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Methodology, measurement and data

Cory Koedel, Eric Parsons.

Free and reduced-price meal (FRM) data are used ubiquitously to proxy for student disadvantage in education research and policy applications. The Community Eligibility Provision (CEP)—a recently-implemented policy change to the federally-administered National School Lunch Program—allows schools serving low-income populations to identify all students as FRM-eligible regardless of individual circumstances. We study the CEP’s effect on FRM eligibility as a proxy for student disadvantage, and relatedly, we examine the viability of direct certification (DC) status as an alternative disadvantage measure. Our findings on whether the CEP degrades the informational content of FRM data are mixed. At the individual level there is essentially no effect, but the CEP does meaningfully change the information conveyed by the FRM-eligible share of students in a school. Our comparison of FRM and DC data in the post-CEP era shows that these measures are similarly informative as proxies for disadvantage, despite the CEP-induced information loss in FRM data. Using both measures together can improve the identification of disadvantaged students, but only marginally.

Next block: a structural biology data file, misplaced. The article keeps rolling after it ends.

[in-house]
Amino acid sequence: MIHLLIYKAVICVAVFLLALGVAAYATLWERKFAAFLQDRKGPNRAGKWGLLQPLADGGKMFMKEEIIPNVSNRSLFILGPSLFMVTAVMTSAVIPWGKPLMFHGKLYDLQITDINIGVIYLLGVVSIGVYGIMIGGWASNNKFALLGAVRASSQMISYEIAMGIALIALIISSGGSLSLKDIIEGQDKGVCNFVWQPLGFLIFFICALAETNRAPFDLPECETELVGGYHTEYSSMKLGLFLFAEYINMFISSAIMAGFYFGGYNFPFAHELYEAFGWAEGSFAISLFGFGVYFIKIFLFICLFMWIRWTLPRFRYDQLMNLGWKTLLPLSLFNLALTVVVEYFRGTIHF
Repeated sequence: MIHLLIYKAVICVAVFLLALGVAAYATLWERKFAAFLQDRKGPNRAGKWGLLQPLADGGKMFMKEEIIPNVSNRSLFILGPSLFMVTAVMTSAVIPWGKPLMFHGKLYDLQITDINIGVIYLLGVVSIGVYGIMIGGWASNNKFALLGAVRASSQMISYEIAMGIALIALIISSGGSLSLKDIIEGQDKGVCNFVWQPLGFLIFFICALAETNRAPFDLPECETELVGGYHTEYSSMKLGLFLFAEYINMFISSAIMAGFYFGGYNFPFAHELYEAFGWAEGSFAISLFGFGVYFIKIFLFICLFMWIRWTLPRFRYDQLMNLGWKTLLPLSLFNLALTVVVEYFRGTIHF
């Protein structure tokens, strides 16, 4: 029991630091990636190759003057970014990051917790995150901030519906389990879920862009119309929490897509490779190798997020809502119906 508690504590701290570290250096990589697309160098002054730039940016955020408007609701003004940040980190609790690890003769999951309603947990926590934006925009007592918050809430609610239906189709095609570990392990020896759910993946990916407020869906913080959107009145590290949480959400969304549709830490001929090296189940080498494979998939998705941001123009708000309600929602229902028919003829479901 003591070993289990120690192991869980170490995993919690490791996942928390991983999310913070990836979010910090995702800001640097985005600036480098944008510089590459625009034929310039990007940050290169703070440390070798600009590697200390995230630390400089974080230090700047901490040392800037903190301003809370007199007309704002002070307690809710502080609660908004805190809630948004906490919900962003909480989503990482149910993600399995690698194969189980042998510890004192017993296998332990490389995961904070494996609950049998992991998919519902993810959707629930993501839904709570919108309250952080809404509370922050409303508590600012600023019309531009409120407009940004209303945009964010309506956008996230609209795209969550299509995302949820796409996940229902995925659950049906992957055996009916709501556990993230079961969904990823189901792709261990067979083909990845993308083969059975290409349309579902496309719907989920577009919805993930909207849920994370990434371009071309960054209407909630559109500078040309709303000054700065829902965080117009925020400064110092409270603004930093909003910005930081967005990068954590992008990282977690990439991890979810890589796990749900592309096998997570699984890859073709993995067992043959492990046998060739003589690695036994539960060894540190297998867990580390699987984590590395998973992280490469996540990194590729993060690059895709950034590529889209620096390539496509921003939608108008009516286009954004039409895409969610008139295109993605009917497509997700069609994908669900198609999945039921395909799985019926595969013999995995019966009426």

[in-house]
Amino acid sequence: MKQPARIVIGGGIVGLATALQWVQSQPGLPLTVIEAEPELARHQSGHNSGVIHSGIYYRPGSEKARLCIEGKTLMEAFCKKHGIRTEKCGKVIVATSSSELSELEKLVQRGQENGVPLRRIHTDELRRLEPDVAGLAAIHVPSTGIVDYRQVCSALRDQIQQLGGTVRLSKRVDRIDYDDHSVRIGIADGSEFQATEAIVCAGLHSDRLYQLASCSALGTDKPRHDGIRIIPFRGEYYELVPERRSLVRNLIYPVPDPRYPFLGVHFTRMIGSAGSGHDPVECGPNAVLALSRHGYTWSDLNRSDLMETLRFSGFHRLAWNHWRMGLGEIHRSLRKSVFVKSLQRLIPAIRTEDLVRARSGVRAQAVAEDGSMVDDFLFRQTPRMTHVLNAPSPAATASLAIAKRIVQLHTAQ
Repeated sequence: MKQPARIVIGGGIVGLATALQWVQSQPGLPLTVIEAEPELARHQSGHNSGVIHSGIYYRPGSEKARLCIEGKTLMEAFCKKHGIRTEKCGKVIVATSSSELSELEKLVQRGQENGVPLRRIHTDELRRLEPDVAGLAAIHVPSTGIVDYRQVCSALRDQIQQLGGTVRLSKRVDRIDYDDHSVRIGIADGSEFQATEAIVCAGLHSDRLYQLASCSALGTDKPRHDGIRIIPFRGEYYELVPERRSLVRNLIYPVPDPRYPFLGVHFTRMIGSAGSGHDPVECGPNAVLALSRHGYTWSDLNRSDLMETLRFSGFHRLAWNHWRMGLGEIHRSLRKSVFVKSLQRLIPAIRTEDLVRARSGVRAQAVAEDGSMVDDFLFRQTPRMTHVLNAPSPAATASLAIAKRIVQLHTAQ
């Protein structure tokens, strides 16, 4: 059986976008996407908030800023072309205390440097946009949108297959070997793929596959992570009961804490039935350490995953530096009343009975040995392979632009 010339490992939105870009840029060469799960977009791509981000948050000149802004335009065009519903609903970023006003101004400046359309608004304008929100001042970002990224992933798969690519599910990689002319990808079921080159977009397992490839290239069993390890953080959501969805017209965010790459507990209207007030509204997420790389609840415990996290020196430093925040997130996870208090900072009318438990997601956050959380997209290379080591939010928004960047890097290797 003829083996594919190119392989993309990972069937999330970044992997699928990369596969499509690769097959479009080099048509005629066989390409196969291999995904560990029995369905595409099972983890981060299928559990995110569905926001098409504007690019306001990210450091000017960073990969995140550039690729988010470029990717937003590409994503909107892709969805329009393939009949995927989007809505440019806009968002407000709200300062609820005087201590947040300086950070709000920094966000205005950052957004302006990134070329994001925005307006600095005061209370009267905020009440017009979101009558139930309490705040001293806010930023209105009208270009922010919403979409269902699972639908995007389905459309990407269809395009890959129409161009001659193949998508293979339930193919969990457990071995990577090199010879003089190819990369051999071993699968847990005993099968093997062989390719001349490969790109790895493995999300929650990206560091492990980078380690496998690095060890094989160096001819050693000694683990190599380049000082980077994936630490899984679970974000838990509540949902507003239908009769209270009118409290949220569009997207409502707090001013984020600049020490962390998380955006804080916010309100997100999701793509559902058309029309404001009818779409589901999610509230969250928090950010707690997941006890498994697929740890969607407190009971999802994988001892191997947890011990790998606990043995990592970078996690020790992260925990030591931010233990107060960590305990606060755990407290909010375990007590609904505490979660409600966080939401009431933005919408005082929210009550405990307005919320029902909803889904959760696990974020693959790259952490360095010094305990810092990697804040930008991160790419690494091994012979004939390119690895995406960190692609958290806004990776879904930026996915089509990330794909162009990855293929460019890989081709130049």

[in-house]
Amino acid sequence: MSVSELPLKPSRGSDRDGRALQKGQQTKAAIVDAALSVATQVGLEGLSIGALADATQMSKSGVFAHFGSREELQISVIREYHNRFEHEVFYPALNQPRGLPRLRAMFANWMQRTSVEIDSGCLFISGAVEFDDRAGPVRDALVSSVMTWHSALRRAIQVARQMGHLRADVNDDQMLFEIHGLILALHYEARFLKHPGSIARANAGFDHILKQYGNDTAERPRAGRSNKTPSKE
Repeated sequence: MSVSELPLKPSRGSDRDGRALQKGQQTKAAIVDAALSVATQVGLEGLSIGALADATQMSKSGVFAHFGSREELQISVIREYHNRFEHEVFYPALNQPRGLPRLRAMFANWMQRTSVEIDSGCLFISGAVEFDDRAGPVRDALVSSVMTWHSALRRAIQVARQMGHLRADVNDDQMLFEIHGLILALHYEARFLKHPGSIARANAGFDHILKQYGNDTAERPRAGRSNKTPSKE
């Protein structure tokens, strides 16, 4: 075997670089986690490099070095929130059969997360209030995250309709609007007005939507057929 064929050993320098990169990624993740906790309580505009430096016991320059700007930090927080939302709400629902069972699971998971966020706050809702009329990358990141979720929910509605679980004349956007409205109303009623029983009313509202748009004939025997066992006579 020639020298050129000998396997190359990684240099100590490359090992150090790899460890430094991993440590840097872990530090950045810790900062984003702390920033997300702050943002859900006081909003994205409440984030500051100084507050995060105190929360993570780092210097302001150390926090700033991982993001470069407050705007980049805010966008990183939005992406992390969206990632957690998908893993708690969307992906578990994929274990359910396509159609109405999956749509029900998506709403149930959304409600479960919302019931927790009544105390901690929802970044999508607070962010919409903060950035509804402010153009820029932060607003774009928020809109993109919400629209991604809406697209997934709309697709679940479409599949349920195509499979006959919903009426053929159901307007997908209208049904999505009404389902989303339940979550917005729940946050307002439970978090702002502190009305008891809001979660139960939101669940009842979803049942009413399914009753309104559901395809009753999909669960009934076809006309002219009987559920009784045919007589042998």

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Robert Garlick, Joshua Hyman.

We use a natural experiment to evaluate sample selection correction methods' performance. In 2007, Michigan began requiring that all students take a college entrance exam, increasing the exam-taking rate from 64 to 99%. We apply different selection correction methods, using different sets of predictors, to the pre-policy exam score data. We then compare the corrected data to the complete post-policy exam score data as a benchmark. We find that performance is sensitive to the choice of predictors, but not the choice of selection correction method. Using stronger predictors such as lagged test scores yields more accurate results, but simple parametric methods and less restrictive semiparametric methods yield similar results for any set of predictors. We conclude that gains in this setting from less restrictive econometric methods are small relative to gains from richer data. This suggests that empirical researchers using selection correction methods should focus more on the predictive power of covariates than robustness across modeling choices.

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